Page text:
|Willow (the_willow) wrote in 100_willow,|
@ 2011-07-20 11:04:00
|Entry tags:||access: online, culture: european, genre: historical fiction, reading mode: kindle|
Mistress of The Art Of Death - Ariana Franklin
So I read this book recently and I've no idea how I feel about it. Or rather I feel like I should feel more positively about it, but I don't, and the reasons are complex. This whole first book in the series is about the Jews of Middle Ages England (Henry II's time) and accusations of Blood Libel. So yeah, I was twitchy ALL THROUGHOUT.
* Some Minor Spoliery Text *
Maybe I can't read a book where there are people convinced that Jews are murdering little children. Maybe I can't read a book where the Jews of an area end up practical prisoners in a Sheriff's castle to save their lives, while their homes have to be abandoned and are riffled through, stolen from, peed in. Maybe I can't read a book where Jews, innocent of any wrong doing, have members of their community ripped limb from limb and hung and well, lynched basically and at the story's end, and the mystery's conclusion there's no consequences for that. No one in the mob gets punished. Heck, there's a point in the book where they try to dig up a dead Jew to desecrate his body and even by story's end there's nothing done about it.
Maybe I can't read historical fiction. Maybe I just can't. Maybe there's no enjoyment or escapism or day dream fantasy for me to read about persecution and prejudice and helplessness before governments and dependence on the good wills of this or that ruler. Maybe I've got too many intersecting oppressions of my own not to get that heavy lead feeling in my stomach and tightness in my chest.
But then my other problem is with the protagonist, the Mistress of Death. She's not an inherently bad character, or at least she might not be for others who read the book or series. But for me, she was one more exceptional white woman making it above and beyond the odds. She's an orphan, who was raised by a Salerno(Sicilian) Jew, a doctor, one married to a female doctor, a Christian, but who herself follows no faith but science. It meant that she had inside knowledge of Jewish customs and ritual and community but isn't a Jew. She speaks Hebrew, but she isn't a Jew. She's outside of Jewish culture and commenting on it as pertains to the main plot; on how they treat women and how that affects her job.
Fortunately she isn't some complete insider without also having the Jewish outsider status (if only a touch). But she doesn't get some concepts. And she gets to be blithely naive about what will happen once it's proven the Jews have not murdered Christian children. But that's part of what irks me. It's her status as non English and as a woman that's mostly focused on, particularly her status as a woman. And yes, it is historical fiction, but it was difficult for me to see it as any different than many tales written now in contemporary or analogous to contemporary times where women's equality and respect has no overlap.
Then there's the faithful, castrated (as in castroni) Muslim man-servant. The one everyone in England calls 'The Darkie'. The one who's been assigned to watch over her ever since she entered medical school in order to protect her. And I have a serious, personal, twitching antagonism for the concept of personal protector buck for the white woman.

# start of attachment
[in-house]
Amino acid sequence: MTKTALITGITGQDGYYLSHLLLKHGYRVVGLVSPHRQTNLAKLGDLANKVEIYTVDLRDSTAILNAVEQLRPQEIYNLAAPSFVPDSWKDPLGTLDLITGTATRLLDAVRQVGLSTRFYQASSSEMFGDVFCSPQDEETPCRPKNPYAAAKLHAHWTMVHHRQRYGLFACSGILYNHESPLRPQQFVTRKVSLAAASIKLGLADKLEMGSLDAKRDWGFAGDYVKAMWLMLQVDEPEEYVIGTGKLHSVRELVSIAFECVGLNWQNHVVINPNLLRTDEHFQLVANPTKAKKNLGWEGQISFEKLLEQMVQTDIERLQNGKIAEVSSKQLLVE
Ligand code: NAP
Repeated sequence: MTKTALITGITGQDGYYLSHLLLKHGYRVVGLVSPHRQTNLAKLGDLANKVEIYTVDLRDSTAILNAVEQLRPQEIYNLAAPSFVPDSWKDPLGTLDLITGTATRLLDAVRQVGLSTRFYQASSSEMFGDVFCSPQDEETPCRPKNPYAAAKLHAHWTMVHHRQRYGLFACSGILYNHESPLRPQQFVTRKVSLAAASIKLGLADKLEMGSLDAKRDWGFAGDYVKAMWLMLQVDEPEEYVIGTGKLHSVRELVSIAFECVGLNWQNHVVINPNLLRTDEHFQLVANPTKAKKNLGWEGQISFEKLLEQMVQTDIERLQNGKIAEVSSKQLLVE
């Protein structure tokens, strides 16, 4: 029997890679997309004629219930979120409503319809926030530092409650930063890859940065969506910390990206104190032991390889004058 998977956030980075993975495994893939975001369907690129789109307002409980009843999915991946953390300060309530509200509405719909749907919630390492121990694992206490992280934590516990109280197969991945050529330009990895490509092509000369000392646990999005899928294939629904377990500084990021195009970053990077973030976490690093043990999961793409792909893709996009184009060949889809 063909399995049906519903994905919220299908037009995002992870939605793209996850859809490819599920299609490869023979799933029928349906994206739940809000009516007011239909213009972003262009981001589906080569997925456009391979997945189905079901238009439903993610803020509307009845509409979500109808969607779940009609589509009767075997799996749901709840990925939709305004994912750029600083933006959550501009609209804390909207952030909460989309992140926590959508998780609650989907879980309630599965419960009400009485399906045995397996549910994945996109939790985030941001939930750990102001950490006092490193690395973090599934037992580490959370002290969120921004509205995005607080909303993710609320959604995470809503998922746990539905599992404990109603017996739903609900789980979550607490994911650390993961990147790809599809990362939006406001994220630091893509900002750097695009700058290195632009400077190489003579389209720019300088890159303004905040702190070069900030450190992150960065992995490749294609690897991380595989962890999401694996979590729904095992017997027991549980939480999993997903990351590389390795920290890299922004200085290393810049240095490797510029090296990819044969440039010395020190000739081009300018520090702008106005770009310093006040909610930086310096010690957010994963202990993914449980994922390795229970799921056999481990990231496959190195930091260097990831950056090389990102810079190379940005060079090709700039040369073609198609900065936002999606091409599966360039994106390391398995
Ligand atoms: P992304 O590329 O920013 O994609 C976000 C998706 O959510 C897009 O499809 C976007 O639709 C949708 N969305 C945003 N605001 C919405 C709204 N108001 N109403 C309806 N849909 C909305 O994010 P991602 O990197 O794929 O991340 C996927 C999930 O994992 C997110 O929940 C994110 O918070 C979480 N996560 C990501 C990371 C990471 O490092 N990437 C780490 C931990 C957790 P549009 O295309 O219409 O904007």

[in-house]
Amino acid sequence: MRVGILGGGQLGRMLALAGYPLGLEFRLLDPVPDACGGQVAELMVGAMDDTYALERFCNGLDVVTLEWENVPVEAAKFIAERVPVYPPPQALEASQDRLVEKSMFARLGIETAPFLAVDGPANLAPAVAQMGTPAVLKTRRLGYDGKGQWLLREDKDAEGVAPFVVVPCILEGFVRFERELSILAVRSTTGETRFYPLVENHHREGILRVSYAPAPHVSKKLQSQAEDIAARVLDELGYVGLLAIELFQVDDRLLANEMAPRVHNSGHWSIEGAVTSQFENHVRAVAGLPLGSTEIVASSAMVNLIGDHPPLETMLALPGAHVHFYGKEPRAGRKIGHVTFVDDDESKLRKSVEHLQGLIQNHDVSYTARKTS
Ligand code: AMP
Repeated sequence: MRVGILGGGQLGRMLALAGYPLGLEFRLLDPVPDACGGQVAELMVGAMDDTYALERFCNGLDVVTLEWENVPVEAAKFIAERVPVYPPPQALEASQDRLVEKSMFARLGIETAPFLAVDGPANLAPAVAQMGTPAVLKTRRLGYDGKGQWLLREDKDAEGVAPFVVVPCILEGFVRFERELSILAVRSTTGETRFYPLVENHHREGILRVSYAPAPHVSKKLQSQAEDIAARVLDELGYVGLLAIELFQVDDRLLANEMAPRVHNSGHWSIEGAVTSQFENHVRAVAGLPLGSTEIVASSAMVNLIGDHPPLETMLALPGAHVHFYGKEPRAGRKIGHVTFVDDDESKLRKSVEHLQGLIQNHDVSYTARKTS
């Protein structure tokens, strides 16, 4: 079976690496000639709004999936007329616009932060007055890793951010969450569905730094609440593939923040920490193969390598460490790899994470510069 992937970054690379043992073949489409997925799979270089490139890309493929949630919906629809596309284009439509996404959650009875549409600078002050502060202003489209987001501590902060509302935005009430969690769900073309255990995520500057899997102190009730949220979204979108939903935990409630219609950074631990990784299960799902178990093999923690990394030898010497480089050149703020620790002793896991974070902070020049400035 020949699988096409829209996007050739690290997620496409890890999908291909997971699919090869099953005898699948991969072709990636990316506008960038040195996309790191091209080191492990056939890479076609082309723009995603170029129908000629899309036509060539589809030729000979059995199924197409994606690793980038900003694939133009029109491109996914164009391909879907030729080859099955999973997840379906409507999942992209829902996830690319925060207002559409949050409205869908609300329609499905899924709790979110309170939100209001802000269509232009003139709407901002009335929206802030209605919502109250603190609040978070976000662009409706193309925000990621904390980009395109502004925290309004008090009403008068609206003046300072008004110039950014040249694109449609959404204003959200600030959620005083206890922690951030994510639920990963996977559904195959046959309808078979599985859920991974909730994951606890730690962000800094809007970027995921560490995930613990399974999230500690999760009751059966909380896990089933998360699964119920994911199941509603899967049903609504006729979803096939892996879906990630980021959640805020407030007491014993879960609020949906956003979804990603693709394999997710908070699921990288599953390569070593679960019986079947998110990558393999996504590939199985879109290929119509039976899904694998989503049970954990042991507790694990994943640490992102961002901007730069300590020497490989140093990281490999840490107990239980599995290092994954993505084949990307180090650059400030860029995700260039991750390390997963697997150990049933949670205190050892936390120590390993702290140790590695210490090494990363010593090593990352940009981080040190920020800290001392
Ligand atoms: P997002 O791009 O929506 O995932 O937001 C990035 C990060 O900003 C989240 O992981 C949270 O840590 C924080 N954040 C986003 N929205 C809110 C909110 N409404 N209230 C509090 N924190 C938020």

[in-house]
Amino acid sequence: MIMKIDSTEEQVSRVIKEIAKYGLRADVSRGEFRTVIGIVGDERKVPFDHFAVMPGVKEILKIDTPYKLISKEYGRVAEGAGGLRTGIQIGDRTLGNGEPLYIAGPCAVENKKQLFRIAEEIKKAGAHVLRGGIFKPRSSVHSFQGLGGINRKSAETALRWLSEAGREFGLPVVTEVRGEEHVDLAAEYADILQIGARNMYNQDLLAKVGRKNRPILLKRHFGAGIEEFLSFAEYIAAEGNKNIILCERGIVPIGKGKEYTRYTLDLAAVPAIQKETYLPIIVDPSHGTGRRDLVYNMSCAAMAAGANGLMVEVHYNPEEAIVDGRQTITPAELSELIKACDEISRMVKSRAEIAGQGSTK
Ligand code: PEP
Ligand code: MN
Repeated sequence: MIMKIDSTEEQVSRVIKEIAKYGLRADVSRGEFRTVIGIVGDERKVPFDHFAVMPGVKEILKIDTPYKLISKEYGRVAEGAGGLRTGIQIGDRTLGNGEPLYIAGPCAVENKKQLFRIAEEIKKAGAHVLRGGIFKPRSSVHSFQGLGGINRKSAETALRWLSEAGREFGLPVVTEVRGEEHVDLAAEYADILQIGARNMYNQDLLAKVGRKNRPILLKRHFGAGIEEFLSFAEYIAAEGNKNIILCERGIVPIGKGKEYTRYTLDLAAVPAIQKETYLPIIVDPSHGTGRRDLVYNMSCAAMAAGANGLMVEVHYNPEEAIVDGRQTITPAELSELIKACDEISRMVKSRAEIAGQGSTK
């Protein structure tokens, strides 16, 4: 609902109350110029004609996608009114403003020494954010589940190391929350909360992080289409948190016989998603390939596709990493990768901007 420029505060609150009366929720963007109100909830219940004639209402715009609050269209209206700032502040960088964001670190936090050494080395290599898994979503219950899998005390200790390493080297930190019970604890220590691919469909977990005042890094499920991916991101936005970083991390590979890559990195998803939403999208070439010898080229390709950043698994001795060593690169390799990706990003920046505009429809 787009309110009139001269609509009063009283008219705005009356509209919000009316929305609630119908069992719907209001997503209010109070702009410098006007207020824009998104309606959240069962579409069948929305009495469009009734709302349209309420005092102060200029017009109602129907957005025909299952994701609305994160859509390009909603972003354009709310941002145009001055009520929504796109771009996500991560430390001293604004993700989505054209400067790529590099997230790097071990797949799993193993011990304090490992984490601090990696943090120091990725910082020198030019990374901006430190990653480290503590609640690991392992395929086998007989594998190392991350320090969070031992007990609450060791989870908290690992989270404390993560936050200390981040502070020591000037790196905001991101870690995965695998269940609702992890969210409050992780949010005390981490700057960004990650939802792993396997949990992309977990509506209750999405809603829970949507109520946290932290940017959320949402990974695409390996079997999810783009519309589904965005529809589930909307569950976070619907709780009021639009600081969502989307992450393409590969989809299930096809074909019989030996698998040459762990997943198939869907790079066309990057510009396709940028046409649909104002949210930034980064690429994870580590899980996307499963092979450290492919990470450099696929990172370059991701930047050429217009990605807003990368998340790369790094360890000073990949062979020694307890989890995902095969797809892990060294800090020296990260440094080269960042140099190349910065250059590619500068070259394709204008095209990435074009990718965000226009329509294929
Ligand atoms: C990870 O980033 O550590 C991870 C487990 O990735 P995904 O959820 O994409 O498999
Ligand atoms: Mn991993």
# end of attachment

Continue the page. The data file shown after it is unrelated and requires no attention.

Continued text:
It's difficult for me to read about a white woman (even in historic fiction) complaining at her own stupidity for walking away without protector or another female companion, discussing how it's like having a RAPE ME sign up on her ass, and how no one will ever blame the man for not controlling himself - when, perhaps it is in how it was expressed I ended up thinking very harshly of slavery and the label of Jezebel and how little black baby girls were (and unfortunately in this day and age often still are) accused of similar. To have the protections provided for the age but find them chafing... I mean to have protections.... I just couldn't warm to that bit of 'independent' thinking. I didn't find it endearing or establishing of proper feistiness or wtf ever.
I also didn't like that she's set up as this supposedly plain, dedicated medical person, perhaps somewhat scary in that she deals with dead people and she envisions herself as forever alone and celibate and consumed by her chosen path - but there's a need for her to have and bond to, bond with, a child sidekick. She can't possibly be a woman so outsider to not get along with a child! Especially not an intelligent male child! Heaven forbid.
In writing it out, I think I just can't like the character. I can't like warm but cold, independent but protected by so many damn powerful men, modest but insatiable, demanding. I recognize a person (real and fictional) is complex with layers and loops and circumstances, and yet I think the problem is I just can't stand this character as written; I can't stand her within the world she's been put in.
I'm reminded now of a scene wherein someone else's loss is, perhaps subtly, turned around to be all about her; her loss, her isolation. Then again it becomes apparent in the text that she does feel above and beyond what's going on around her; untouchable and therefore shocked when she is touched. But I couldn't find it a function of her upbringing or mentality. I just kept seeing the author's hand everywhere.
In sum, perhaps I can't call this book universally unpleasing, but it may definitely not be for me. I am very grateful to have recently experienced truly enjoying a book and series (please CJ Cherryh don't be an ass), so I can remember what that feels like and compare it to this and know I did not. That a book can be adequately written and I still just not enjoy it.
*Enjoying a book means I can turn right around and re-read it immediately, or re-read the whole series immediately and also NOT just be waiting for fav lines, scenes or moments.